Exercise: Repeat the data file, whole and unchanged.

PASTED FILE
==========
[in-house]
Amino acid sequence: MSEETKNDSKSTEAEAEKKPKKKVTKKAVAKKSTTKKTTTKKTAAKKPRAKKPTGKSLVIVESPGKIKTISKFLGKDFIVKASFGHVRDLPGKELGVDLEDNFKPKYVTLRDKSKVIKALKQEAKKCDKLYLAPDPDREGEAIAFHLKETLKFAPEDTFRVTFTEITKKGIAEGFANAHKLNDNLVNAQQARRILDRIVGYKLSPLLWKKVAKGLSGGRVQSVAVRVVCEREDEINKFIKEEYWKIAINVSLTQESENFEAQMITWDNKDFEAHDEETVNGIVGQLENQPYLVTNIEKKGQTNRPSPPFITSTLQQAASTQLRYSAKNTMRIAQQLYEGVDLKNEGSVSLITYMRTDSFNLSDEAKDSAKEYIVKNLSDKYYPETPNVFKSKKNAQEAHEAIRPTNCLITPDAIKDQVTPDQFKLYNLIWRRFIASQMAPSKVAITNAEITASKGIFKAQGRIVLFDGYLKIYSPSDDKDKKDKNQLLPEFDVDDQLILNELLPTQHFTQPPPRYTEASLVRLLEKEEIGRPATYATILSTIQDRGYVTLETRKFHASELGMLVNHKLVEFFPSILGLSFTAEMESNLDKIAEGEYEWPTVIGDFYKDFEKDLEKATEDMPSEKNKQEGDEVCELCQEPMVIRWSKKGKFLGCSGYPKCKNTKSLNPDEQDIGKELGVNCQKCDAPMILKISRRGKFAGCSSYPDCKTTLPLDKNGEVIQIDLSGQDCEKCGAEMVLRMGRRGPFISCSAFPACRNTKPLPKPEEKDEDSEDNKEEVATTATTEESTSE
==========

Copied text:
[in-house]
Amino acid sequence: MSEETKNDSKSTEAEAEKKPKKKVTKKAVAKKSTTKKTTTKKTAAKKPRAKKPTGKSLVIVESPGKIKTISKFLGKDFIVKASFGHVRDLPGKELGVDLEDNFKPKYVTLRDKSKVIKALKQEAKKCDKLYLAPDPDREGEAIAFHLKETLKFAPEDTFRVTFTEITKKGIAEGFANAHKLNDNLVNAQQARRILDRIVGYKLSPLLWKKVAKGLSGGRVQSVAVRVVCEREDEINKFIKEEYWKIAINVSLTQESENFEAQMITWDNKDFEAHDEETVNGIVGQLENQPYLVTNIEKKGQTNRPSPPFITSTLQQAASTQLRYSAKNTMRIAQQLYEGVDLKNEGSVSLITYMRTDSFNLSDEAKDSAKEYIVKNLSDKYYPETPNVFKSKKNAQEAHEAIRPTNCLITPDAIKDQVTPDQFKLYNLIWRRFIASQMAPSKVAITNAEITASKGIFKAQGRIVLFDGYLKIYSPSDDKDKKDKNQLLPEFDVDDQLILNELLPTQHFTQPPPRYTEASLVRLLEKEEIGRPATYATILSTIQDRGYVTLETRKFHASELGMLVNHKLVEFFPSILGLSFTAEMESNLDKIAEGEYEWPTVIGDFYKDFEKDLEKATEDMPSEKNKQEGDEVCELCQEPMVIRWSKKGKFLGCSGYPKCKNTKSLNPDEQDIGKELGVNCQKCDAPMILKISRRGKFAGCSSYPDCKTTLPLDKNGEVIQIDLSGQDCEKCGAEMVLRMGRRGPFISCSAFPACRNTKPLPKPEEKDEDSEDNKEEVATTATTEESTSE